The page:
Digital Restrictions Management.
The Electronic Frontier Foundation, of which I am a member, recently pointed in their Deep Links site how DRM is is punishing paying customers rather than "pirates". Clip from the article:
Netflix subscriber Davis Freeberg ran headlong into an incompatibility between Microsoft DRM and ... Microsoft DRM.
The trouble all started when Freeberg bought a new monitor for his Vista computer. When he decided to watch streaming movies from Netflix, Netflix documentation warned him that the recommended means of fixing a problem with DRM-restricted Netflix programming "may remove licenses to other content using Microsoft DRM" -- including, in particular, restricted programming he had already purchased through Amazon Unbox. Trying to resolve this problem just got Freeberg a tech-support runaround, with each company involved pointing the finger at another.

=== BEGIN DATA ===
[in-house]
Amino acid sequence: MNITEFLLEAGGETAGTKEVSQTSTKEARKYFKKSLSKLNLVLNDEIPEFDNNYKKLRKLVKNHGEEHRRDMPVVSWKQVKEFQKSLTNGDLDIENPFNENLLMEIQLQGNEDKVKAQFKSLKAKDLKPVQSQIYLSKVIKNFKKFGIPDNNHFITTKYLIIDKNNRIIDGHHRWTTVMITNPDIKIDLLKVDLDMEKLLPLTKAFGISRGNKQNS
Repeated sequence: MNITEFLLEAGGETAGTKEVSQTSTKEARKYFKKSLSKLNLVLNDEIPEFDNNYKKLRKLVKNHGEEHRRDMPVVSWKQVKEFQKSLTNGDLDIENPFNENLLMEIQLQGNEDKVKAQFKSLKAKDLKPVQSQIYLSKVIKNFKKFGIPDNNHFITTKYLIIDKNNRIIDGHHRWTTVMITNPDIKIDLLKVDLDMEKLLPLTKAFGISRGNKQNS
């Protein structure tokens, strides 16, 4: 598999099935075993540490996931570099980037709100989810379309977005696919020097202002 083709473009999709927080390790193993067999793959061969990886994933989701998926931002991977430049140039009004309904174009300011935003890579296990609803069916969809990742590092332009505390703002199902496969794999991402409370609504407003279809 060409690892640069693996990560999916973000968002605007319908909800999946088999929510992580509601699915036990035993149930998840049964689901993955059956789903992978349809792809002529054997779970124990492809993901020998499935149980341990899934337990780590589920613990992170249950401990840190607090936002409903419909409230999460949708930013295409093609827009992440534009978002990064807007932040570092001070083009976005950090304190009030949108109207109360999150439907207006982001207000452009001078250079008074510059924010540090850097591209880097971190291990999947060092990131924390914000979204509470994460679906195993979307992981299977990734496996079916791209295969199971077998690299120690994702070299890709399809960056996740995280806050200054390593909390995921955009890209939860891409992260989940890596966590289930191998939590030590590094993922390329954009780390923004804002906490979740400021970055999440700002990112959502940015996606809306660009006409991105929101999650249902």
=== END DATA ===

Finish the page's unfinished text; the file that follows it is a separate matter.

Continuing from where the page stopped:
Tech support problems are not unfamiliar to PC users, but where did this problem come from? Freeberg was just trying to use a new monitor with his computer; his reward, apparently, was broken DRM software, which couldn't be sure the new monitor met movie studios' arbitrary requirements (or perhaps just couldn't be sure whether it could be sure). Furthermore, the DRM industry -- which has already spent countless engineer-hours making "approved" and "licensed" products (seemingly at the expense of "compatible" and "interoperable" devices) -- couldn't even offer Freeberg a clear path out of this jam.
Ahh, the joys of running equipment and software is DRM-laden. Unfortunately, I suspect that we'll see a lot more of these stories in the coming year, without the the media market caring one iota, and as the article suggests, DRM is only affecting paying customers, not the so-called "pirates" that are making this DRM content available- without DRM. In other words, biting the hand that feeds you. Good strategy Microsoft!